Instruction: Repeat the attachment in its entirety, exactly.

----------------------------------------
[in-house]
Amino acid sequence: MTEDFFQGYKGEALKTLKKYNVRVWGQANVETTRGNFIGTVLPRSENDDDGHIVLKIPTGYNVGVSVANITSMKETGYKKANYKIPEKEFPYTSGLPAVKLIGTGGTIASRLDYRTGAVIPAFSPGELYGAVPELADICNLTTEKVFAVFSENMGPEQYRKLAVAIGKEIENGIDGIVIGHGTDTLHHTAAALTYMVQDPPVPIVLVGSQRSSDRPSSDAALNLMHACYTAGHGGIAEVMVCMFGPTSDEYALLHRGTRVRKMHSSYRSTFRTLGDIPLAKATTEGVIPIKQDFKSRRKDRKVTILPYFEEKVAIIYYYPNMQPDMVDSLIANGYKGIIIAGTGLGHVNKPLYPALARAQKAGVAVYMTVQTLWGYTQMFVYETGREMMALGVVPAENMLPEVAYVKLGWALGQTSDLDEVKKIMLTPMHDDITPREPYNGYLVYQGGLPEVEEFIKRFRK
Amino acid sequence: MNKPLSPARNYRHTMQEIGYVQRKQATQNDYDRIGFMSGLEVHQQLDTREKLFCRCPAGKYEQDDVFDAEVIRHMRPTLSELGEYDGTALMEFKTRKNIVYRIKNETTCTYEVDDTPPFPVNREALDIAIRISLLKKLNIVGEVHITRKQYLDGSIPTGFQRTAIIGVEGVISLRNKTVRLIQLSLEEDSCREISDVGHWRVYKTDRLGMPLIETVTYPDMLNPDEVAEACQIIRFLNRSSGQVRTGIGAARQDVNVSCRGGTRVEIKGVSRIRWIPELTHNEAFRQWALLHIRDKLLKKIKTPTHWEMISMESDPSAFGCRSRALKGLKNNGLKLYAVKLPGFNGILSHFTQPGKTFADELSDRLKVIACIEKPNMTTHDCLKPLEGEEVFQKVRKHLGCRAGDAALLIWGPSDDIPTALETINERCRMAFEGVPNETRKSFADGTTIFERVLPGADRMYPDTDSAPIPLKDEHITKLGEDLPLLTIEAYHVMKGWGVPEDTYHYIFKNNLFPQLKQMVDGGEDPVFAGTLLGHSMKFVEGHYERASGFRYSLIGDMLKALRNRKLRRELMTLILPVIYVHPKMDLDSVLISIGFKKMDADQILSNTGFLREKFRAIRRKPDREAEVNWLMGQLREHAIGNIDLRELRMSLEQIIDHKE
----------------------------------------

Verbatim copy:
[in-house]
Amino acid sequence: MTEDFFQGYKGEALKTLKKYNVRVWGQANVETTRGNFIGTVLPRSENDDDGHIVLKIPTGYNVGVSVANITSMKETGYKKANYKIPEKEFPYTSGLPAVKLIGTGGTIASRLDYRTGAVIPAFSPGELYGAVPELADICNLTTEKVFAVFSENMGPEQYRKLAVAIGKEIENGIDGIVIGHGTDTLHHTAAALTYMVQDPPVPIVLVGSQRSSDRPSSDAALNLMHACYTAGHGGIAEVMVCMFGPTSDEYALLHRGTRVRKMHSSYRSTFRTLGDIPLAKATTEGVIPIKQDFKSRRKDRKVTILPYFEEKVAIIYYYPNMQPDMVDSLIANGYKGIIIAGTGLGHVNKPLYPALARAQKAGVAVYMTVQTLWGYTQMFVYETGREMMALGVVPAENMLPEVAYVKLGWALGQTSDLDEVKKIMLTPMHDDITPREPYNGYLVYQGGLPEVEEFIKRFRK
Amino acid sequence: MNKPLSPARNYRHTMQEIGYVQRKQATQNDYDRIGFMSGLEVHQQLDTREKLFCRCPAGKYEQDDVFDAEVIRHMRPTLSELGEYDGTALMEFKTRKNIVYRIKNETTCTYEVDDTPPFPVNREALDIAIRISLLKKLNIVGEVHITRKQYLDGSIPTGFQRTAIIGVEGVISLRNKTVRLIQLSLEEDSCREISDVGHWRVYKTDRLGMPLIETVTYPDMLNPDEVAEACQIIRFLNRSSGQVRTGIGAARQDVNVSCRGGTRVEIKGVSRIRWIPELTHNEAFRQWALLHIRDKLLKKIKTPTHWEMISMESDPSAFGCRSRALKGLKNNGLKLYAVKLPGFNGILSHFTQPGKTFADELSDRLKVIACIEKPNMTTHDCLKPLEGEEVFQKVRKHLGCRAGDAALLIWGPSDDIPTALETINERCRMAFEGVPNETRKSFADGTTIFERVLPGADRMYPDTDSAPIPLKDEHITKLGEDLPLLTIEAYHVMKGWGVPEDTYHYIFKNNLFPQLKQMVDGGEDPVFAGTLLGHSMKFVEGHYERASGFRYSLIGDMLKALRNRKLRRELMTLILPVIYVHPKMDLDSVLISIGFKKMDADQILSNTGFLREKFRAIRRKPDREAEVNWLMGQLREHAIGNIDLRELRMSLEQIIDHKE